Orbiting Carbon Observatory 2

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Orbiting Carbon Observatory 2
Orbiting Carbon Observatory-2 artist rendering (PIA18374).jpg
Artist depiction of OCO-2
Mission type Climatology
Operator NASA
COSPAR ID 2014-035A
SATCAT № 40059
Website oco.jpl.nasa.gov
Mission duration Planned: 2 years
Elapsed: 2 years, 2 months, 28 days
Spacecraft properties
Bus LEOStar-2
Manufacturer Orbital Sciences[1]
Launch mass 454 kg (1,001 lb)[1]
Dry mass 409 kg (902 lb)
Payload mass 131 kg (289 lb)[1]
Dimensions Stowed: 2.12 × 0.94 m (6.96 × 3.08 ft)[1]
Power 815 W[1]
Start of mission
Launch date 2 July 2014, 09:56 (2014-07-02UTC09:56) UTC
Rocket Delta II 7320-10C
Launch site Vandenberg SLC-2W
Contractor United Launch Alliance
Orbital parameters
Reference system Geocentric
Regime Sun-synchronous
Semi-major axis 7,080.59 km (4,399.67 mi)
Eccentricity 0.000191
Perigee 701.10 km (435.64 mi)
Apogee 703.81 km (437.33 mi)
Inclination 98.20°
Period 98.82 minutes
RAAN 202.67°
Argument of perigee 86.95°
Mean anomaly 273.19°
Mean motion 14.57 rev/day
Velocity 7.5 km/s (4.7 mi/s)
Epoch 19 September 2016, 10:55:06 UTC[2]
Revolution number 11,796
Main telescope
Type Near-IR Cassegrain (ƒ/1.8)[3]
Wavelengths 2.06 microns
1.61 microns
0.765 microns[1]
Instruments
3 grated spectrometers
Orbiting Carbon Observatory-2 Logo.jpg

Orbiting Carbon Observatory 2 (OCO-2) is an American environmental science satellite which launched on 2 July 2014. A NASA mission, it is a replacement for the Orbiting Carbon Observatory which was lost in a launch failure in 2009.

Mission description[edit]

The OCO-2 satellite was built by Orbital Sciences Corporation, based around the LEOStar-2 bus.[4] The spacecraft is being used to study carbon dioxide concentrations and distributions in the atmosphere.[5]

OCO-2 was ordered after the original OCO spacecraft failed to achieve orbit. During the first satellite's launch atop a Taurus-XL in February 2009, the payload fairing failed to separate from around the spacecraft and the rocket did not have sufficient power to enter orbit with its additional mass. Although a Taurus launch was initially contracted for the reflight, the launch contract was cancelled after the same malfunction occurred on the launch of the Glory satellite two years later.[6]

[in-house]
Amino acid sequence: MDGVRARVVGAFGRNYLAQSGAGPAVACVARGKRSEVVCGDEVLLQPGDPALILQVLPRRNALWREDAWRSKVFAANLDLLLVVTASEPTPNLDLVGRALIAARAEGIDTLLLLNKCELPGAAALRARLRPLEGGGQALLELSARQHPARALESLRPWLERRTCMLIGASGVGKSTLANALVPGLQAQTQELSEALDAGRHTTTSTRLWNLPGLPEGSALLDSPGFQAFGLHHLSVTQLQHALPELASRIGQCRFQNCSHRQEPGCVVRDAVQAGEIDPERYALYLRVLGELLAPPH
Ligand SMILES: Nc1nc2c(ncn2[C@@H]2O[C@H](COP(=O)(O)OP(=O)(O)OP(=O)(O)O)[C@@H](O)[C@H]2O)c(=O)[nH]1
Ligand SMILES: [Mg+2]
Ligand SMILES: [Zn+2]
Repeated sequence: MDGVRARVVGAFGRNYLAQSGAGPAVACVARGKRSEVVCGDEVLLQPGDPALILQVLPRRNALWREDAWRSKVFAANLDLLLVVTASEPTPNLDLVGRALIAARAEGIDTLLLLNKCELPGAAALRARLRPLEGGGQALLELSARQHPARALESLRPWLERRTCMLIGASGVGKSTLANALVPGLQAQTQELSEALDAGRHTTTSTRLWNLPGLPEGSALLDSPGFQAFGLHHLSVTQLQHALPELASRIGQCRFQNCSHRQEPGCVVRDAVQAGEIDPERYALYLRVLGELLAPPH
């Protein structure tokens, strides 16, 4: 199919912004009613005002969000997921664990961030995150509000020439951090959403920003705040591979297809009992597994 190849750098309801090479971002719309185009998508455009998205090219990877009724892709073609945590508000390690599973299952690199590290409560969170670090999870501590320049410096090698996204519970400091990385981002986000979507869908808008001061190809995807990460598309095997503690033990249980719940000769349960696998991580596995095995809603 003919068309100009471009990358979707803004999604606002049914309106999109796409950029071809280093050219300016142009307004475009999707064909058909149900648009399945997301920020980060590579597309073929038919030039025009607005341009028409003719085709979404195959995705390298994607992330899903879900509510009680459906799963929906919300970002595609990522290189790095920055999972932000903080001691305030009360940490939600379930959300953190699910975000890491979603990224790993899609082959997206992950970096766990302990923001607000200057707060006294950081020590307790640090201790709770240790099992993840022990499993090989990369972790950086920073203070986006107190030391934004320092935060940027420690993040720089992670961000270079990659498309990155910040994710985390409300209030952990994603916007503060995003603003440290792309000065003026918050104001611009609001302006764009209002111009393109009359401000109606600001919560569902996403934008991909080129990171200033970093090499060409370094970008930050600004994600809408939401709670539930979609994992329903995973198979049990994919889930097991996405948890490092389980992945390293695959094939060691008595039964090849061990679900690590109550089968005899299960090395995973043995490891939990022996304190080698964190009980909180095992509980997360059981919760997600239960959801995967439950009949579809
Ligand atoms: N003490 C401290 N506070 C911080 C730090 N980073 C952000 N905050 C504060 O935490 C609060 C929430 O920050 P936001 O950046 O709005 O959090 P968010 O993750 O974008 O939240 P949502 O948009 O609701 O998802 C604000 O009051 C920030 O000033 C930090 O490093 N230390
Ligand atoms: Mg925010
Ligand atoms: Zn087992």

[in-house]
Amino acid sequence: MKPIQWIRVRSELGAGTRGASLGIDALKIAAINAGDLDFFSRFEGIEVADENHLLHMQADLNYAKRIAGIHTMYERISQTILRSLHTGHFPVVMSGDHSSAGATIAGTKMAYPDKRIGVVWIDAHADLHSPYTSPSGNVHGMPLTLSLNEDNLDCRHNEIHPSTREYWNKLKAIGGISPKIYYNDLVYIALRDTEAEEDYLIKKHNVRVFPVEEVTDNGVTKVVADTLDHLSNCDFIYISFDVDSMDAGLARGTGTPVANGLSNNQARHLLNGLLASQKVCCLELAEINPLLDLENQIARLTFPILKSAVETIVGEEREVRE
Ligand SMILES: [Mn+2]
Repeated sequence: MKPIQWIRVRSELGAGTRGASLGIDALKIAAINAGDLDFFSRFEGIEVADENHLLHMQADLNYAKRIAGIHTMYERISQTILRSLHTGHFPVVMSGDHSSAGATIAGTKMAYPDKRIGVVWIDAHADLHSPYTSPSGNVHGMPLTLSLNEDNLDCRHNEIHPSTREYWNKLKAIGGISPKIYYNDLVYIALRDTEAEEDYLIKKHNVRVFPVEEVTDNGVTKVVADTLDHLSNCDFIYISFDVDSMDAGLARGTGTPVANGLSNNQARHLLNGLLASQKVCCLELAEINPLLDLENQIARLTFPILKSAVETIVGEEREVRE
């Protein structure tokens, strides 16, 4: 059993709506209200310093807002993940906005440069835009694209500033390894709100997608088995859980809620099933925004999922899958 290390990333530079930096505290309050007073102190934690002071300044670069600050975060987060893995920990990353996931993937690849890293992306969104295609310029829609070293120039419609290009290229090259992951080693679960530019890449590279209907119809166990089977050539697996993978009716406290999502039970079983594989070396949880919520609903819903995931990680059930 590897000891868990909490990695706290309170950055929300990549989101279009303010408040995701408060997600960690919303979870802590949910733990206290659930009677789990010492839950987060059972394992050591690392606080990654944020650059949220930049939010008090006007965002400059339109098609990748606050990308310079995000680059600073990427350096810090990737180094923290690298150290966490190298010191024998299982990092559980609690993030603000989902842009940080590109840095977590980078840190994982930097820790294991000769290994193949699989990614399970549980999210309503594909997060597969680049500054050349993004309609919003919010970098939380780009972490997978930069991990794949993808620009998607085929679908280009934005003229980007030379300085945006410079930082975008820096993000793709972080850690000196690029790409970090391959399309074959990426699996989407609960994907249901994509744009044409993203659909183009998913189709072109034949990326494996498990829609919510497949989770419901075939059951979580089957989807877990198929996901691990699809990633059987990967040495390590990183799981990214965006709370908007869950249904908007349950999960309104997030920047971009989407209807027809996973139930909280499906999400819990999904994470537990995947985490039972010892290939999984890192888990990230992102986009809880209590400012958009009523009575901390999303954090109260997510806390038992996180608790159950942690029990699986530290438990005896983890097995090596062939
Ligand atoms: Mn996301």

Launch of OCO-2 on a Delta II rocket

United Launch Alliance launched OCO-2 using a Delta II rocket at the beginning of a 30-second launch window at 09:56:23 UTC (2:56:23 PDT) on 2 July 2014. Flying in the 7320-10C configuration, the rocket launched from Space Launch Complex 2W at Vandenberg Air Force Base.[7] The initial launch attempt on 1 July at 09:56:44 UTC was scrubbed at 46 seconds on the countdown clock due to a faulty valve on the water suppression system, used to flow water on the launch pad to dampen the acoustic energy during launch.[8]

OCO-2 joined the A-train satellite constellation, becoming the sixth satellite in the group. Members of the A-train fly very close together in sun-synchronous orbit, to make nearly simultaneous measurements of Earth. A particularly short launch window of 30 seconds was necessary to achieve a proper position in the train.[9] As of 19 September 2016 it was in an orbit with a perigee of 701.1 km (435.6 mi), an apogee of 703.8 km (437.3 mi) and a 98.2 degree inclination.[2]

The mission is expected to cost US$467.7 million, including design, development, launch and operations.[1]

Column CO2 measurements[edit]

Mollweide projected animation of CO2 data from the OCO-2 mission

OCO-2 makes measurements in three different spectral bands over four to eight different footprints of approximately 1.29 km × 2.25 km (0.80 mi × 1.40 mi) each.[10][11] About 24 soundings are collected per second while in sunlight and over 10% of these are sufficiently cloud free for further analysis. One spectral band is used for column measurements of oxygen (A-band 0.765 microns), and two are used for column measurements of carbon dioxide (weak band 1.61 microns, strong band 2.06 microns).[3]

In the retrieval algorithm measurements from the three bands are combined to yield column-averaged dry-air mole fractions of carbon dioxide. Because these are dry-air mole fractions, these measurements do not change with water content or surface pressure. Because the molecular oxygen content of the atmosphere (i.e. excluding the oxygen in water vapour) is well known to be 20.95%, oxygen is used as a measure of the total dry air column. To ensure these measurements are traceable to the World Meteorological Organization, OCO-2 measurements are carefully compared with measurements by the Total Carbon Column Observing Network (TCCON).[3]

References[edit]

  1. ^ a b c d e f g "Orbiting Carbon Observatory-2 Launch" (PDF) (Press Kit). NASA. July 2014. Retrieved 16 May 2015. 
  2. ^ a b Peat, Chris (19 September 2016). "OCO 2 - Orbit". Heavens-above.com. Retrieved 20 September 2016. 
  3. ^ a b c Osterman 2015, p. 7.
  4. ^ Krebs, Gunter. "OCO 1, 2 (ESSP 5)". Gunter's Space Page. 
  5. ^ "Carbon dioxide-sniffing spacecraft set to launch". Spaceflight Now. 28 June 2014. Retrieved 1 July 2014. 
  6. ^ Graham, William (30 June 2014). "ULA Delta II launch with OCO-2 rescheduled for Wednesday". NASA Spaceflight. Retrieved 1 July 2014. 
  7. ^ "Delta II OCO-2 Mission" (PDF). United Launch Alliance. Retrieved 1 July 2014. 
  8. ^ "Launch of NASA's Orbiting Carbon Observatory-2 Rescheduled for July 2". NASA. 1 July 2014. Retrieved 1 July 2014. 
  9. ^ Murphy, Rosalie (27 June 2014). "Five Things About OCO-2". NASA. Retrieved 2 July 2014. 
  10. ^ Parkinson, Claire L.; Ward, Alan; King, Michael D., eds. (2006). "Orbiting Carbon Observatory" (PDF). Earth Science Reference Handbook. NASA. pp. 199–203. Retrieved 14 May 2015. 
  11. ^ Osterman 2015, p. 5.

Bibliography[edit]

External links[edit]

Media related to Orbiting Carbon Observatory-2 at Wikimedia Commons